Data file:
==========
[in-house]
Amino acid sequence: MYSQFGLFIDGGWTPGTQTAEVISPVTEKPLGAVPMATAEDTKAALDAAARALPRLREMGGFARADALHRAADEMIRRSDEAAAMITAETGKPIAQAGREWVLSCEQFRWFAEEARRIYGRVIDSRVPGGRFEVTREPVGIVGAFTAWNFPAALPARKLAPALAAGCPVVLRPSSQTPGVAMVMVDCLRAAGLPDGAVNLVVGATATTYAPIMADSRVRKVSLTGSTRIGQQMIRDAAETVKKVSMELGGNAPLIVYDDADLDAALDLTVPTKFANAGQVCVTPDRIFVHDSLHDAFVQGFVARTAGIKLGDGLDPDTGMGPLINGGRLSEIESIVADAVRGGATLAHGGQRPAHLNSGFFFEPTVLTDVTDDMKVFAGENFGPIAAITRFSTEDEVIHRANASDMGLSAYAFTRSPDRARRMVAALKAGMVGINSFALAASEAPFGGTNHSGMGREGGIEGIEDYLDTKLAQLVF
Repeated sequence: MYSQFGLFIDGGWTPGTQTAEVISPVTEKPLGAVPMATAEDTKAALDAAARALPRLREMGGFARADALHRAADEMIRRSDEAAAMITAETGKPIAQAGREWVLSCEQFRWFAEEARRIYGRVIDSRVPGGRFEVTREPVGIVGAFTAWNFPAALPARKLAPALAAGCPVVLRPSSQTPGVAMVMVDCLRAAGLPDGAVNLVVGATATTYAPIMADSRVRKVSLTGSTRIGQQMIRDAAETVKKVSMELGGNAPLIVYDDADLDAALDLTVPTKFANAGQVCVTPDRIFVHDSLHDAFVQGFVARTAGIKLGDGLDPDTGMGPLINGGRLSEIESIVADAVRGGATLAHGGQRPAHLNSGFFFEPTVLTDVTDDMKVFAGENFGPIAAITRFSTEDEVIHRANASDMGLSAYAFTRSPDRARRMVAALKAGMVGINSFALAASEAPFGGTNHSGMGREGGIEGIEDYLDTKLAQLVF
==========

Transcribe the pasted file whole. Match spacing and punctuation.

[in-house]
Amino acid sequence: MYSQFGLFIDGGWTPGTQTAEVISPVTEKPLGAVPMATAEDTKAALDAAARALPRLREMGGFARADALHRAADEMIRRSDEAAAMITAETGKPIAQAGREWVLSCEQFRWFAEEARRIYGRVIDSRVPGGRFEVTREPVGIVGAFTAWNFPAALPARKLAPALAAGCPVVLRPSSQTPGVAMVMVDCLRAAGLPDGAVNLVVGATATTYAPIMADSRVRKVSLTGSTRIGQQMIRDAAETVKKVSMELGGNAPLIVYDDADLDAALDLTVPTKFANAGQVCVTPDRIFVHDSLHDAFVQGFVARTAGIKLGDGLDPDTGMGPLINGGRLSEIESIVADAVRGGATLAHGGQRPAHLNSGFFFEPTVLTDVTDDMKVFAGENFGPIAAITRFSTEDEVIHRANASDMGLSAYAFTRSPDRARRMVAALKAGMVGINSFALAASEAPFGGTNHSGMGREGGIEGIEDYLDTKLAQLVF
Repeated sequence: MYSQFGLFIDGGWTPGTQTAEVISPVTEKPLGAVPMATAEDTKAALDAAARALPRLREMGGFARADALHRAADEMIRRSDEAAAMITAETGKPIAQAGREWVLSCEQFRWFAEEARRIYGRVIDSRVPGGRFEVTREPVGIVGAFTAWNFPAALPARKLAPALAAGCPVVLRPSSQTPGVAMVMVDCLRAAGLPDGAVNLVVGATATTYAPIMADSRVRKVSLTGSTRIGQQMIRDAAETVKKVSMELGGNAPLIVYDDADLDAALDLTVPTKFANAGQVCVTPDRIFVHDSLHDAFVQGFVARTAGIKLGDGLDPDTGMGPLINGGRLSEIESIVADAVRGGATLAHGGQRPAHLNSGFFFEPTVLTDVTDDMKVFAGENFGPIAAITRFSTEDEVIHRANASDMGLSAYAFTRSPDRARRMVAALKAGMVGINSFALAASEAPFGGTNHSGMGREGGIEGIEDYLDTKLAQLVF